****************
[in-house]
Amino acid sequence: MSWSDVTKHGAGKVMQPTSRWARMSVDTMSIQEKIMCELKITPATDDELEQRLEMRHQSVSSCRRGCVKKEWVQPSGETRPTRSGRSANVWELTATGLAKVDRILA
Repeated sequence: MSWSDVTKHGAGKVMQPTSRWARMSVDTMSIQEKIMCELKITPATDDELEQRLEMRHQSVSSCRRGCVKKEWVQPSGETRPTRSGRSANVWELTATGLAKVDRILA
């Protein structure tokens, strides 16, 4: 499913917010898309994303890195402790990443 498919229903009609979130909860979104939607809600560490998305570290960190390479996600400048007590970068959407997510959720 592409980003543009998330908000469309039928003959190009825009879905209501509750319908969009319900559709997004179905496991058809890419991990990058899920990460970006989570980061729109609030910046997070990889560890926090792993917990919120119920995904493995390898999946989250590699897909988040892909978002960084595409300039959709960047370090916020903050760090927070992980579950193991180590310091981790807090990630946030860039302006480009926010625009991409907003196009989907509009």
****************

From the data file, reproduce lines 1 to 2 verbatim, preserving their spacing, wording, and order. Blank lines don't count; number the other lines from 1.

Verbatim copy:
[in-house]
Amino acid sequence: MSWSDVTKHGAGKVMQPTSRWARMSVDTMSIQEKIMCELKITPATDDELEQRLEMRHQSVSSCRRGCVKKEWVQPSGETRPTRSGRSANVWELTATGLAKVDRILA